Data for UHPLC-HRMS-based metabolomics and lipidomics were obtained from the serum samples of patients with CRC in our previous study [21]. The study was approved by the Ethics Committee of the People’s Hospital of Guangxi Zhuang Autonomous Region (number KY-DZX-202008), and all participants signed the informed consent forms. In total, 161 subjects (79 normal control (NR) and 82 patients with CRC) were recruited for serum metabolomics analysis, and 100 subjects (50 NR and patients with 50 CRC) were enrolled for serum lipidomics analysis. Their baseline characteristics were provided in Table S4 (see Additional file 1). Inclusion criteria for patients with CRC were as follows: [1] Patients with pathological confirmation of CRC; [2] Patients without any metabolic diseases, such as diabetes, kidney, liver diseases, hematologic diseases, or other cancers; and [3] Patients who did not undergo surgery, chemotherapy, or radiotherapy before enrolment. The inclusion criteria for NR subjects were as follows: [1] absence of CRC or other cancers; [2] no history of CRC in the family; [3] no metabolic diseases, such as hypertension, hyperlipidemia, or diabetes; [4] no lipid-altering medications in the last month; and [5] no intestinal tumors of any kind in colonoscopy. Using coagulation tubes, serum samples of the study subjects were collected after 8-h of fasting.

Data processing and visualization

Both metabolomics and lipidomics data were imported to Compound DiscovererTM3.1 (Thermo Scientific, Fremont, CA, USA). Three-dimensional data including retention time (RT), m/z, and peak intensity were extracted. Normalization of peak intensity was conducted using QC samples to find differential metabolites and lipids between the two groups. Inter-group difference analysis was performed using the Mann-Whitney U test or t-test. P < 0.05 was considered statistically significant. A potential metabolite list was identified based on Thermo mzCloud and HMDB (https://hmdb.ca/). A list of potential lipids was identified according to Thermo mzCloud and mzVault with LipidBlast database. Metabolites and lipids with match scores > 70 were considered valid for identification and annotation. Meanwhile, the structures of identified metabolites and lipids were determined by precursor and fragment mass error (10 ppm) and RT tolerance (0.2 min).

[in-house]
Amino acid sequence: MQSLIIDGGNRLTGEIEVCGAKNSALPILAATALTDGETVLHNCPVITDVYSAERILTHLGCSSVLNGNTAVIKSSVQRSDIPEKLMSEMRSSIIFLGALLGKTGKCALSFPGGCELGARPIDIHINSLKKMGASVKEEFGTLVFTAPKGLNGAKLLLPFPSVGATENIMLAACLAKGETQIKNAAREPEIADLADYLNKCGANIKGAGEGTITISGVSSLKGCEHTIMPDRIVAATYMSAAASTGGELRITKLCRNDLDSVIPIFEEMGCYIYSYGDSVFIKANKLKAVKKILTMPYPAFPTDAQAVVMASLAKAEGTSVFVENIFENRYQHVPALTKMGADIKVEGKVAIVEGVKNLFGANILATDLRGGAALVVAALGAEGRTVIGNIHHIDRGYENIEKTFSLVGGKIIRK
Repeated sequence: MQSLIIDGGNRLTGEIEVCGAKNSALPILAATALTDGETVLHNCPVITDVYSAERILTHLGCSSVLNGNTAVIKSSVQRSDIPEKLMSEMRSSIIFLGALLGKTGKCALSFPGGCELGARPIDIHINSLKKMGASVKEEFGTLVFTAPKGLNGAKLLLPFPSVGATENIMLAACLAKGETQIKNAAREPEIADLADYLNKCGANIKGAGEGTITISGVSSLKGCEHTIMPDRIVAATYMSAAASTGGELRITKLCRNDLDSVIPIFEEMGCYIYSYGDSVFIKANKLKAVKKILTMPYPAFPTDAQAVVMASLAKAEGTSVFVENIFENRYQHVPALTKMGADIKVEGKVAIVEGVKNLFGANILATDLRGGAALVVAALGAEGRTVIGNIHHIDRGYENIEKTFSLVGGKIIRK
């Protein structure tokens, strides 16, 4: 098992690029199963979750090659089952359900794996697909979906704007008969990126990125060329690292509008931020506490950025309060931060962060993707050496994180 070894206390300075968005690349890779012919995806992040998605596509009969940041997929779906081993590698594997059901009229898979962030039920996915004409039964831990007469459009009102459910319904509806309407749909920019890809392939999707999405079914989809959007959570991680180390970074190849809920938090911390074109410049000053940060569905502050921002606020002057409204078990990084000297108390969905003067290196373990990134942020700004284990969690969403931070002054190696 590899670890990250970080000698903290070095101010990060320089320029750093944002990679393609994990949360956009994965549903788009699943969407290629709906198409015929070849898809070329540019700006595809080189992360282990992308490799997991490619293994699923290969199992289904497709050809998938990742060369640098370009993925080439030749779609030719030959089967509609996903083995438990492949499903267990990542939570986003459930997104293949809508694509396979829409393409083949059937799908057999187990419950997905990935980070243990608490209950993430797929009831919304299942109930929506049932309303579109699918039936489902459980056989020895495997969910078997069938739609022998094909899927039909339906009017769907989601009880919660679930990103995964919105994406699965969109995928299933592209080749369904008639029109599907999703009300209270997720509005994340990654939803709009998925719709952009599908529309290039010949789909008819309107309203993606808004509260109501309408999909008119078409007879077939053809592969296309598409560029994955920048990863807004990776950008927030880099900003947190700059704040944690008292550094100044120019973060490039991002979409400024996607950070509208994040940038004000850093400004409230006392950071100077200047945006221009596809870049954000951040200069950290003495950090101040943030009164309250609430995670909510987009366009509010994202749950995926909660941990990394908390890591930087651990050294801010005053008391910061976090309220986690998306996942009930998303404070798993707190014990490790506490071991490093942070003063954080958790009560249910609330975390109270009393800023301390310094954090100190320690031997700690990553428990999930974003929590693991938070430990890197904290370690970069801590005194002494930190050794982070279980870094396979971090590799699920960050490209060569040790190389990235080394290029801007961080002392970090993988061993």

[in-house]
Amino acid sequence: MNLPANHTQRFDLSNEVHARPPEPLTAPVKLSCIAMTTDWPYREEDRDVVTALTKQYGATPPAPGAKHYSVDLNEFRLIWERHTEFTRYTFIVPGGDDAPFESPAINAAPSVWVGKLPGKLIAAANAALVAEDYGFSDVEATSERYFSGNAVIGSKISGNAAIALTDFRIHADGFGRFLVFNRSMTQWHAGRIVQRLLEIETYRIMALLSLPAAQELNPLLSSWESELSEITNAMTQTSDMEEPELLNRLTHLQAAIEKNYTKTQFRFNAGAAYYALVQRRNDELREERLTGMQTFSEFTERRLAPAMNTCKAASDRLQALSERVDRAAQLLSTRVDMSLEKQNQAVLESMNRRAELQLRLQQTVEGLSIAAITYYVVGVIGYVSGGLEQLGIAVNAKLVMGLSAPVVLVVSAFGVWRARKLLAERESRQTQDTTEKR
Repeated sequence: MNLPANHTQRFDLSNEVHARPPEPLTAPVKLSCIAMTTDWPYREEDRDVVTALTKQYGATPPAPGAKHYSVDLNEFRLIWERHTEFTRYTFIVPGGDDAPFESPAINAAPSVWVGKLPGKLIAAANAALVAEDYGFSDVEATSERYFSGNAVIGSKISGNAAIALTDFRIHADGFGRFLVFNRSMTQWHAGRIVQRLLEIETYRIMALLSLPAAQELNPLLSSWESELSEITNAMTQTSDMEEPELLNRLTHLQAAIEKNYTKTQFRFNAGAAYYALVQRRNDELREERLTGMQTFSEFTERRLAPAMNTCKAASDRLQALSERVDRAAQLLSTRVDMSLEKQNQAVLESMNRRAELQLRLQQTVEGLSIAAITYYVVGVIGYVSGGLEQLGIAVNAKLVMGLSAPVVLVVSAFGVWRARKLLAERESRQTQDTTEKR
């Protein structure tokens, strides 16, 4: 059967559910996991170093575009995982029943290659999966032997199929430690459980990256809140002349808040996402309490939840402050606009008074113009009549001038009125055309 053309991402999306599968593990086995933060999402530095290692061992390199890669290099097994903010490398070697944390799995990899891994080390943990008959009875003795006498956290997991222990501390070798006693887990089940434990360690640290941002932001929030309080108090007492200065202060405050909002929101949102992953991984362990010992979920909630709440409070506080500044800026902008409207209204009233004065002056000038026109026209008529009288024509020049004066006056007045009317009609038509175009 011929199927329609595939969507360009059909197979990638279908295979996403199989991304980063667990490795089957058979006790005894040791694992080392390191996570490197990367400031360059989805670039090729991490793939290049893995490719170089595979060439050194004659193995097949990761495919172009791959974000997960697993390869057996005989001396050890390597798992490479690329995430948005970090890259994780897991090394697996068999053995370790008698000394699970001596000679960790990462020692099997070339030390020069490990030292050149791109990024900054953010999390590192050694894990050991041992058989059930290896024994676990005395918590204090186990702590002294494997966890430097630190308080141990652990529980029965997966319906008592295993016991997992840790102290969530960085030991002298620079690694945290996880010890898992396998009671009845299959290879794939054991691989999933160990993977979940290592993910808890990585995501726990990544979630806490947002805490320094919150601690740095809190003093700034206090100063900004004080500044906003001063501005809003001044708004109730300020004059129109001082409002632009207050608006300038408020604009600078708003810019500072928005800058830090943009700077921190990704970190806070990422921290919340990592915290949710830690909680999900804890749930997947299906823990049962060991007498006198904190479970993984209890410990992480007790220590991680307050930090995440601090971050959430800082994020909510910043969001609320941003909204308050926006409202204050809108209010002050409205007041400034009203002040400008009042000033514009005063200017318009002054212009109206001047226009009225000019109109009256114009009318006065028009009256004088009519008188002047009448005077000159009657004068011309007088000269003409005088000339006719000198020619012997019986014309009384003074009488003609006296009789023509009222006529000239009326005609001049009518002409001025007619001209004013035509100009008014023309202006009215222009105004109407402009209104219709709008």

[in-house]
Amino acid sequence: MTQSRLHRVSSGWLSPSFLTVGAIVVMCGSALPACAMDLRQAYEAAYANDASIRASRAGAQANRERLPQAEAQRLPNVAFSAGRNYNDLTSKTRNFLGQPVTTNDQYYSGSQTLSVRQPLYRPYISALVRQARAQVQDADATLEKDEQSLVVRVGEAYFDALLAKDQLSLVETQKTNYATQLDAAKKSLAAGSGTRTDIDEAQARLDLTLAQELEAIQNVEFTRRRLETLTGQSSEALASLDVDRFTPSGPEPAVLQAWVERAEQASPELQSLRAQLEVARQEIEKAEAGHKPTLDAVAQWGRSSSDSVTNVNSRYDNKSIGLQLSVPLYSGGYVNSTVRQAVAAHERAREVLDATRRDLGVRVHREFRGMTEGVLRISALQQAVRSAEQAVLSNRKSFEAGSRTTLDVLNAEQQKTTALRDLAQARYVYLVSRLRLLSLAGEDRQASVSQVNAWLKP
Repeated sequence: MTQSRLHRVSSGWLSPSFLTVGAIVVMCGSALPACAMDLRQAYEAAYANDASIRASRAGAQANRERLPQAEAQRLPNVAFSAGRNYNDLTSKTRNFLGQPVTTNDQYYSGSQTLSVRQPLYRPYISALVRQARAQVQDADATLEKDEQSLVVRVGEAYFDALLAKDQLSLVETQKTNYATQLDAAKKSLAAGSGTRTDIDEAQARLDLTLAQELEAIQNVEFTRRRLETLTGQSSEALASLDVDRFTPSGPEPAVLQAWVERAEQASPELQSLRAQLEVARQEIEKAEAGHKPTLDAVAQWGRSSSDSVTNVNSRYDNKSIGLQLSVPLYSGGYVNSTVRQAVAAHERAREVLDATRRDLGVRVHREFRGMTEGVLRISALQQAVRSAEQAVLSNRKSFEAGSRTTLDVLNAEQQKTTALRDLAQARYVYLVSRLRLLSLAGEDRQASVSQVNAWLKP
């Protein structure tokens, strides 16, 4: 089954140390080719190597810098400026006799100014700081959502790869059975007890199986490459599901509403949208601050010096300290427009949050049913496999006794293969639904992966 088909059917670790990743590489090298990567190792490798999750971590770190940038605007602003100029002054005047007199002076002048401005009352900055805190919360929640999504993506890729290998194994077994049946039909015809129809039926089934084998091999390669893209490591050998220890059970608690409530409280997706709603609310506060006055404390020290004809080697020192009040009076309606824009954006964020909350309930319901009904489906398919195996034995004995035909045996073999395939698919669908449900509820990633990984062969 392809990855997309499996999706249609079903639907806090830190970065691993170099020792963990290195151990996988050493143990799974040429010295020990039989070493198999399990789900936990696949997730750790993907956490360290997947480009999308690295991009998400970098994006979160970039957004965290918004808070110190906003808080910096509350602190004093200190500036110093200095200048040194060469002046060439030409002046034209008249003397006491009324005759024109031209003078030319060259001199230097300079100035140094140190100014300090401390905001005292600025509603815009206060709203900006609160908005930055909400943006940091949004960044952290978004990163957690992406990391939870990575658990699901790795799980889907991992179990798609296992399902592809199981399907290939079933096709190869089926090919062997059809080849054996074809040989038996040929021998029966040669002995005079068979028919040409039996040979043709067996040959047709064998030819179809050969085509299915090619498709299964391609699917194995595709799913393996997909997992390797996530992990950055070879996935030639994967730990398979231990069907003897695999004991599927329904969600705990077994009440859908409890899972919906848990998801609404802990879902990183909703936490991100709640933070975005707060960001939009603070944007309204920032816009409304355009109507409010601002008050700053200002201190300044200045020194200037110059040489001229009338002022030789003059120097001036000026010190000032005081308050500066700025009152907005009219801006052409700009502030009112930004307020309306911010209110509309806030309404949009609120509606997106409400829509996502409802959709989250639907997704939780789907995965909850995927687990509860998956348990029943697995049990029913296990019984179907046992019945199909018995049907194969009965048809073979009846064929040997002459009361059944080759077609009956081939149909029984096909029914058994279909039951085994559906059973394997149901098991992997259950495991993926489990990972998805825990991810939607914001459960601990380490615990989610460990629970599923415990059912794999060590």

Multivariate analysis was conducted using SIMCA-P 14.1 (Umetrics, UMEA, Sweden). Principal component analysis (PCA) and orthogonal partial least squares discriminant analysis (OPLS-DA) were used to explore differences in metabolite and lipid profiles between groups. A 200 times permutation test was conducted to prevent overfitting. The values of R2 (explanatory parameter) and Q2 (predictive parameter) were used to assess the predictability and plausibility of the OPLS-DA model. Fold change (FC) > 2.0 or < 0.5 and P < 0.05 were applied to the cell omics study to select differential metabolites and lipids between the two groups. The selection criteria for omics analysis of human serum samples were FC > 1.5 or < 0.67 and P < 0.05. ROC analysis was perfromed to explore biomarkers of CRC and measure their diagnostic performance. ROC analysis was conducted using MetaboAnalyst 5.0 (https://www.metaboanalyst.ca/) and GraphPad 8.0.1.

Results

Overall differential metabolite and lipid profiles between normal colon cells and CRC cells

The PCA model was first built to evaluate the natural clustering of samples and to identify outliers. PCA score plots showed that QC samples were closely clustered in both ESI modes in metabolomic and lipidomic analysis. This finding indicated that the analysis system and detection methods presented good robustness and reproducibility during the batch analysis of samples. In addition, clear separation between the control cell group and the CRC cell group was observed in the PCA analysis, confirming their evident differences in metabolite and lipid profiles (Fig. 1A1, B1, C1, and D1). Next, the OPLS-DA model was established to describe inter-group differences. The results showed that all five groups were well discriminated (Fig. 1A2, B2, C2, and D2). Meanwhile, 200 times permutation tests were conducted to assess the reliability and applicability of the OPLS-DA model. The results indicated that the OPLS-DA model was rational and not overfitted for data analysis of metabolomics and lipidomics (Fig. 1A3, B3, C3, and D3).

Fig. 1
figure 1

Multivariate statistical analysis of metabolite and lipid profiles among five groups in both ESI modes (n = 5 for each group). Principal component analysis (PCA) score plot, orthogonal partial least squares discriminant analysis (OPLS-DA) score plot and permutation test among five groups based on metabolomics in ESI + mode (A1-A3); PCA score plot, OPLS-DA score plot and permutation test among five groups based on metabolomics in ESI- mode (B1-B3); PCA score plot, OPLS-DA score plot and permutation test among five groups based on lipidomics in ESI + mode (C1-C3); PCA score plot, OPLS-DA score plot and permutation test among five groups based on lipidomics in ESI- mode (D1-D3). Abbreviations: ESI, electrospray ionization; QC, quality control

Exploration of metabolites and lipids distinguishing CRC cells from normal colon cells